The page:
• 2. (1780–1840) Industrial revolution
  • 3. (1880–1920) Technical revolution (or Second Industrial Revolution)
  • 4. (1940–1970) Scientific-technical revolution
  • 5. (1985–2000) Information and telecommunications revolution

Attempts to find comparable periods of well defined technological revolutions in the pre-modern era are highly speculative.[8] Probably one of the most systematic attempts to suggest a timeline of technological revolutions in pre-modern Europe was done by Daniel Šmihula:[9]

  • A. (1900-1100 BC) Indo-European technological revolution
  • B. (700- 200 BC) Celtic and Greek technological revolution
  • C. (300- 700 AD) Germano-Slavic technological revolution
  • D. (930-1200 AD) Medieval technological revolution
  • E. (1340-1470 AD) Renaissance technological revolution

The potential future technological revolution[edit]

After 2000 there became popular the idea that a sequence of technological revolutions is not over and in the forthcoming future we will witness the dawn of a new universal technological revolution. The main innovations should develop in the fields of nanotechnologies, alternative fuel and energy systems, biotechnologies, genetic engineering, new materials technologies etc.[10]

Relation to "Technological revolution" and "technical revolution"[edit]

Sometimes the notion of “Technological revolution” is used for the Second Industrial Revolution in the period about 1900. But in this case the designation “Technical revolution” would be more proper. When the notion of technical revolution is used in more general meaning it is almost identical with technological revolution but technological revolution requires material changes in used tools, machines, energy sources, production processes. Technical revolution can be restricted to changes in management, organisation and so called non-material technologies (e.g. a progress in mathematics or accounting).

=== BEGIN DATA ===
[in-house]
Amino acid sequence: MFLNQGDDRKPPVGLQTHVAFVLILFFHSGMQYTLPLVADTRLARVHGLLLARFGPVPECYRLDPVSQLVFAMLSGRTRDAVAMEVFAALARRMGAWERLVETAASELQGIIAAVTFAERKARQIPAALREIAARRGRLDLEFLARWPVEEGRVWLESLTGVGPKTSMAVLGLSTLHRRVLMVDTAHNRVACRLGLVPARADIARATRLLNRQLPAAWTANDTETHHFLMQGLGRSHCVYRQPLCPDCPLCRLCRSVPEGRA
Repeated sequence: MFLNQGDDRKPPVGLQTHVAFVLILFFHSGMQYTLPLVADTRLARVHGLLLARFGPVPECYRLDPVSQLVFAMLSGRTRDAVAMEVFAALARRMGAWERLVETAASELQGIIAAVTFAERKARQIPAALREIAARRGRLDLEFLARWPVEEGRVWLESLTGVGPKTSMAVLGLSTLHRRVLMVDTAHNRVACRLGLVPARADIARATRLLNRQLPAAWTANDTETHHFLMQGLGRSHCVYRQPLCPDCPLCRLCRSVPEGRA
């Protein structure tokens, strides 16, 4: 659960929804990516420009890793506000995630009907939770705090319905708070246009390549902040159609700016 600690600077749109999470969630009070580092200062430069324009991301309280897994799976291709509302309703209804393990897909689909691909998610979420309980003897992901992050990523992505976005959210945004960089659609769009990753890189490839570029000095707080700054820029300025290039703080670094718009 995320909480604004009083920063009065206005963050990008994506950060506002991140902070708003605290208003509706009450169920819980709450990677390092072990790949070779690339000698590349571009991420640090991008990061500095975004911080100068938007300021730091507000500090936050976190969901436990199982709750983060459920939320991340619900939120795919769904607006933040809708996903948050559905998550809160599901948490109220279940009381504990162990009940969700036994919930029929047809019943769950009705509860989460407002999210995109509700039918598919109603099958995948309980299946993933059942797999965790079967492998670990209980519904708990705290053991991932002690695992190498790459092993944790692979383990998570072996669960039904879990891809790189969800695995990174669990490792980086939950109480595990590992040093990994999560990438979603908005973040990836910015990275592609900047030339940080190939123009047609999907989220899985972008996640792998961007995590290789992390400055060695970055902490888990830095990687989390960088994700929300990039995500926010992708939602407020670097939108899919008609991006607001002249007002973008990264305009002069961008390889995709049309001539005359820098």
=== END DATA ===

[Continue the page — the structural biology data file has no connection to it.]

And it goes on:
List of intellectual, philosophical and technological revolutions (sectoral or universal)[edit]

Technological revolution can cause the production-possibility frontier to shift outward. and initiate economic growth.

See also[edit]

References[edit]

  1. ^ Bostrom, Nick (2006): Technological revolutions: Ethics and Policy in the Dark, Nanoscale: Issues and Perspectives for the Nano Century, eds. Nigel M. de S. Cameron and M. Ellen Mitchell (John Wiley, 2007): pp. 129‐152. [1]
  2. ^ Derived from Jaffe et al. (2002) Environmental Policy and technological Change and Schumpeter (1942) Capitalism, Socialisme and Democracy by Joost.vp on 26 August 2008
  3. ^ Kranzberg, Melvin (1986) Technology and History: "Kranzberg's Laws", Technology and Culture, Vol. 27, No. 3, pp. 544-560.
  4. ^ Klein, Maury(2008): The Technological Revolution, in The Newsletter of Foreign Policy Research Institute, Vol.13, No. 18. [2]
  5. ^ Perez, Carlota (2009):Technological revolutions and techno-economic paradigms., in Working Papers in Technology Governance and Economic Dynamics, Working Paper No. 20, (Norway and Tallinn University of Technology, Tallinn) [3]
  6. ^ for example: Perez, Carlota (2009):Technological revolutions and techno-economic paradigms., in Working Papers in Technology Governance and Economic Dynamics, Working Paper No. 20, (Norway and Tallinn University of Technology, Tallinn) [4]
  7. ^ based on: Šmihula, Daniel (2011): Long waves of technological innovations, Studia politica Slovaca, 2/2011, Bratislava, ISSN-1337-8163, pp. 50-69. [5]
  8. ^ for example: Drucker, Peter F. (1965):The First Technological Revolution and Its Lessons. [6]
  9. ^ Šmihula, Daniel (2011): Long waves of technological innovations, Studia politica Slovaca, 2/2011, Bratislava, ISSN-1337-8163, pp. 50-69
  10. ^ Philip S. Anton, Richard Silberglitt, James Schneider (2001): The Global Technology Revolution - Bio/Nano/Materials Trends and Their Synergies with Information Technology by 2015., RAND, ISBN 0-8330-2949-5